“Spencer keeps becoming more and more of a best kept secret that really needs to be let out. Reaching back into her own Spanish heritage for this breezy set that does more than capture a nice impressionistic picture of Spain for the arm chair traveler, Spencer and her hand picked crew will have you convinced you are there if you close your eyes and let the music take over. Hot stuff throughout!!”

Chris Spector – Mid-West Record Recap – April 2005.


“You may remember our past review of Lesley Spencer’s “Joy Garden” album. It’s a celebration of sounds that won’t alarm or stress you out, indeed it coaxes you out of a stressful environment into one of a relaxing sunny day spend on a porch or outside of a café. If there was a soundtrack to people watching in a big Europeans city, than this is it. Piano-based transcendental music that will remind you of Spain with its slight nod toward flamenco and other Latin-based pop.”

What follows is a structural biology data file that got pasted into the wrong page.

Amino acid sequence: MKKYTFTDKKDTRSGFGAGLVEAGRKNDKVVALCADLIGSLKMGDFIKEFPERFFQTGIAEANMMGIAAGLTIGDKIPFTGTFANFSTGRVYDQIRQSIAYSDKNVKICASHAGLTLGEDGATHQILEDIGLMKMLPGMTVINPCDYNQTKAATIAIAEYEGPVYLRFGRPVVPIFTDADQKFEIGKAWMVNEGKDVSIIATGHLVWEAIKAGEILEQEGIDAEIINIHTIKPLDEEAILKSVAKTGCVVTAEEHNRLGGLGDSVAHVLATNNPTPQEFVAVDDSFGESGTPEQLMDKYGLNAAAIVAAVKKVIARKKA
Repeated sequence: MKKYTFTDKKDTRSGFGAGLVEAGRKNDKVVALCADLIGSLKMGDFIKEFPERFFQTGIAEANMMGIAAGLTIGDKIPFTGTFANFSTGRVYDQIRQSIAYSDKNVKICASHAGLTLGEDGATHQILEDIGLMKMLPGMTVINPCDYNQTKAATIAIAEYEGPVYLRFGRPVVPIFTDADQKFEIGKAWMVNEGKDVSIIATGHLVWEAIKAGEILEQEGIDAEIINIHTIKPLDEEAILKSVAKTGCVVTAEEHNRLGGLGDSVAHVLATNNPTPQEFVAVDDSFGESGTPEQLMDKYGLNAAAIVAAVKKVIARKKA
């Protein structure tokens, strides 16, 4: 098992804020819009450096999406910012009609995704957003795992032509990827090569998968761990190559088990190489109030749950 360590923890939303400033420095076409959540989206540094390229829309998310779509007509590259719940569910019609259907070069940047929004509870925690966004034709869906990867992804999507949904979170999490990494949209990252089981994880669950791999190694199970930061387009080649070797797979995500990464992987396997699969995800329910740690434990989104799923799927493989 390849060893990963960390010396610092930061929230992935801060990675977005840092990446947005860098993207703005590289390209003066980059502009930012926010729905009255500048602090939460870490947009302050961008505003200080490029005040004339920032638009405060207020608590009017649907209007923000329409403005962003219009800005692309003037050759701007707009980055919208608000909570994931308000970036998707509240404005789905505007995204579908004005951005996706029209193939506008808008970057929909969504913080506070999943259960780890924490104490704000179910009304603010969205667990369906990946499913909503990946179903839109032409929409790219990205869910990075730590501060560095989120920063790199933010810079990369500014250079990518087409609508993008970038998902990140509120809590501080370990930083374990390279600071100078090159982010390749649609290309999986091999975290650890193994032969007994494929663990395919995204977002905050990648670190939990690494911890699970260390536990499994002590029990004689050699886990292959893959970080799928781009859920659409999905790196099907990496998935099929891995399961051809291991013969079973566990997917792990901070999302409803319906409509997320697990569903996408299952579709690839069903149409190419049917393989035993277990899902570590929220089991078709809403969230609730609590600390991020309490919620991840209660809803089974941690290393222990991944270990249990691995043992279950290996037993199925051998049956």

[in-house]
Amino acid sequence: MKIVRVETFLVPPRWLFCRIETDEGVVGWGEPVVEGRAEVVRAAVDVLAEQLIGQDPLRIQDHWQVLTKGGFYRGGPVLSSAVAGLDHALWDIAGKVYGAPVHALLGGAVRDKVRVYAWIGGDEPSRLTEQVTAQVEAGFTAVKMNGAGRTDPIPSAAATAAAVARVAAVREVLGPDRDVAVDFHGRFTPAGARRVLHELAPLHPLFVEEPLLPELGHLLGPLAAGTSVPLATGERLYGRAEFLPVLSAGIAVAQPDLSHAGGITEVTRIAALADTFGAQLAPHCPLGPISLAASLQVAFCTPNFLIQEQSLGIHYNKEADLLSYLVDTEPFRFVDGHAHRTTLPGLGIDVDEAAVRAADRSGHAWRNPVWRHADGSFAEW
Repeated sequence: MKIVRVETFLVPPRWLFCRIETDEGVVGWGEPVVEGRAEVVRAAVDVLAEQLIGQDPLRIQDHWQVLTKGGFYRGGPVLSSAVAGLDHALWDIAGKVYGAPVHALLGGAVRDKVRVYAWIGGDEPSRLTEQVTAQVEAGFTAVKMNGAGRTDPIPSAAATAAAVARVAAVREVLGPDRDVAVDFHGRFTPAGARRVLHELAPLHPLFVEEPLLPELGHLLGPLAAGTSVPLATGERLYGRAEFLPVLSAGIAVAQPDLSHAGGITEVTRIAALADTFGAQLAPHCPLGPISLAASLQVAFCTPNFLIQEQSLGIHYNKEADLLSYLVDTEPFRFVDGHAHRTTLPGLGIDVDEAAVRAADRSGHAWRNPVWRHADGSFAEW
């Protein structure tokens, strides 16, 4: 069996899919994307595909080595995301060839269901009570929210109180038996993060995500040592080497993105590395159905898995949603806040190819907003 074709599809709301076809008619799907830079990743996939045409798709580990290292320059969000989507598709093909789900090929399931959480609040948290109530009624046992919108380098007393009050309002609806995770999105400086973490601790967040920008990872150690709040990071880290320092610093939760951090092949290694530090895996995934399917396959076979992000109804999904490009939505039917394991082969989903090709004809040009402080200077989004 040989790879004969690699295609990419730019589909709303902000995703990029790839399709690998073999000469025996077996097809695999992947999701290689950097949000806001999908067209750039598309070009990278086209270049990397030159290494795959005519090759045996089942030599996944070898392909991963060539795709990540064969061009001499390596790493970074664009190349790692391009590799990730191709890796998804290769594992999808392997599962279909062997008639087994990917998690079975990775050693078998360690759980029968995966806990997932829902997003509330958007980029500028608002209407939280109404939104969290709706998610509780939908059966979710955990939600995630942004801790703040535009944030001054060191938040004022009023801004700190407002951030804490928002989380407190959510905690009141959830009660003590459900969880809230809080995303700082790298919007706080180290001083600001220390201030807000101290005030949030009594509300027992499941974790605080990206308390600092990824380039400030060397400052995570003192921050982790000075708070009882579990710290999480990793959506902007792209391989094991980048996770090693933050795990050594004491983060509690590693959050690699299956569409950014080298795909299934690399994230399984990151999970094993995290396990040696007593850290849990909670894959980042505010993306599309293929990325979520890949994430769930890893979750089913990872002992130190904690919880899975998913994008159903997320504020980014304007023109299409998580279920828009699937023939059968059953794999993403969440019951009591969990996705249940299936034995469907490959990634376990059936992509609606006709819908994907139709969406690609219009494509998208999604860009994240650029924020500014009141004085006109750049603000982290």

Freelance composer Spencer has put together a very pleasant listening experience… great blends of Latino-styled orchestral arrangements that will make you glad to be alive. Lesley’s piano is featured, though Fareed’s guitar magic is closer to the front of the mix than the keyboards (as you might imagine for this style of music). The playing is all “straight-ahead”, no synths or samples… & that does make a difference, believe me! This is our first listen (that I know of) to production from this label (Gabriella Music), & it’s clear that they are out to ensure that the music they produce can’t be “rubber stamped” as “just another….”. If you’re looking for wild-eyed improv, you’ll go elsewhere, but if you want a musical experience that can be enjoyed over & over again, you’ll fall in love with “Postcards”. I’m impressed enough with the energy levels displayed here to give it a HIGHLY RECOMMENDED!